EXPLAINER: COVID-19, far-right are top themes in Madrid vote – Associated Press

Posted: May 3, 2021 at 6:35 am

MADRID (AP) Residents in Madrid, one of Europes worst-hit regions in the pandemic, are voting Tuesday for a new regional assembly in an election that tests the depths of resistance to lockdown measures.

The early election was called by a conservative regional chief who is trying to cling to power after her center-right coalition crumbled. Isabel Daz Ayuso has made a name for herself by resisting the strictest measures against the virus and criticizing the national governments handling of the pandemic.

Heres whats at stake during the May 4 vote:



By keeping Madrids bars, restaurants, museums and concert halls open, Daz Ayuso has invigorated support for her conservative Popular Party. She has also made inroads among voters recently seduced by the patriotic populism of Vox, an upstart far-right party.

Restaurateurs have come up with dishes and menus with her name and her portrait is ubiquitous on the citys billboards and on mail-in ballots. Daz Ayuso says the election is about choosing between her promise of freedom and the lefts socialism and communism, in reference to her two rivals who are part of the ruling national coalition.

Her resistance to sweeping coronavirus closures has constantly pitched the 42-year-old conservative against Prime Minister Pedro Snchez of the Socialists and the anti-austerity United We Can Party leader, Pablo Iglesias. Iglesias quit his Cabinet position last month to run against Daz Ayuso in the regional vote.



The virus ravaged the Madrid regions nursing homes, especially last year. More than 5,000 elderly died before they could be taken in by a hospital system that buckled amid the first wave of infections.

Since then, keeping the countrys economic engine up and running has become key goal for Daz Ayuso, even if that meant having to add hospitals and more beds to treat COVID-19 patients.

Daz Ayuso has firmly resisted curbing travel in and out of Madrid. Instead she has relied on mass screenings with coronavirus antigen tests and setting up large venues to speed up vaccinations.

As a result, the region that is home to 14% of the countrys 47 million people has seen more than 19% of the countrys 3.5 million infections and of a national confirmed death toll of over 78,000.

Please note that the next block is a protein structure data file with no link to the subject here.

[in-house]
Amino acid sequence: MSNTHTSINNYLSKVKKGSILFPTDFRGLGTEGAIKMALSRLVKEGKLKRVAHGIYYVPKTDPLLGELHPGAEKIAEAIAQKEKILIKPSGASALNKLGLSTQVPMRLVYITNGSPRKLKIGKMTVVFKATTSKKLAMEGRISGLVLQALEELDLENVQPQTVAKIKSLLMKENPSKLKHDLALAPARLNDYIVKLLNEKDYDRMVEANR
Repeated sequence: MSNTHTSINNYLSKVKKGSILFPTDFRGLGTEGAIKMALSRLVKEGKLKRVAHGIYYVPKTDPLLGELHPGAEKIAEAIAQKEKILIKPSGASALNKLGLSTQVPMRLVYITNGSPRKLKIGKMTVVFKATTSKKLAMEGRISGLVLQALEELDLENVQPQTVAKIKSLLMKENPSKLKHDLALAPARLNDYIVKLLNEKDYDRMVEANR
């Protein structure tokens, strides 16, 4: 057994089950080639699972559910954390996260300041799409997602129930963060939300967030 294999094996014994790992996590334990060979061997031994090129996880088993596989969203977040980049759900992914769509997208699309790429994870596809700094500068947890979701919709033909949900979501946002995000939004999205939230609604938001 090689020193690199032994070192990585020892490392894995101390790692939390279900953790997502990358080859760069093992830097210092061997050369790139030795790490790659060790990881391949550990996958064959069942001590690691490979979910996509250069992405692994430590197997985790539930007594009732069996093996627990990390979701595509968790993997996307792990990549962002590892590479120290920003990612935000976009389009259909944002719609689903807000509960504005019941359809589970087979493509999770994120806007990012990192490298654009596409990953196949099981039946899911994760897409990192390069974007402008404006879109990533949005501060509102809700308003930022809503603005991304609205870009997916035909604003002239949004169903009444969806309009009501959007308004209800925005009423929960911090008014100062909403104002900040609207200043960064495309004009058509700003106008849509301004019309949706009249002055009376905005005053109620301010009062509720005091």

The 14-day accumulated caseload on Friday stood at 384 new infections per 100,000 residents, way beyond the national average of 229 new cases per 100,000.



Although a few pollsters are predicting that an absolute majority of the regional assemblys seats will go to Daz Ayusos conservatives, most estimates hint at a win of over 40% of the vote. That would potentially double the number of Popular Party lawmakers since the last election in 2019.

The polls also place the far-right Vox party as the most likely choice for an alliance that would allow Daz Ayuso to form a government.

A smaller possibility is that the center-left camp, fragmented into three parties, will clinch enough votes to form a governing alliance.



Most political analysts agree that any solid victory for Daz Ayuso will pave the way for more antagonism between the Socialist-led national government and the conservative party that has dominated Spains political landscape until recently.

It would also mean a rebuke of the recent strategy by the Popular Partys national leader, Pablo Casado, who has tried to distance his party from Voxs far-right ideology.

Whatever emerges from the ballot, the winner will have the challenge of putting Madrid back on its feet after a tough year with COVID-19 that included a winter blizzard which paralyzed the city for days.

The region, rampant with inequality, has been a stronghold of the Popular Party since 1991.

The left-wing parties want more investment to solve the social and economic crisis, especially propping up the regions public education and health systems following years of austerity and privatization.

Daz Ayuso has promised to lower taxes to attract more companies and boost consumption, as well as building more than 6,000 units of social housing.


Follow all AP stories on the pandemic at https://apnews.com/hub/coronavirus-pandemic.

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EXPLAINER: COVID-19, far-right are top themes in Madrid vote - Associated Press

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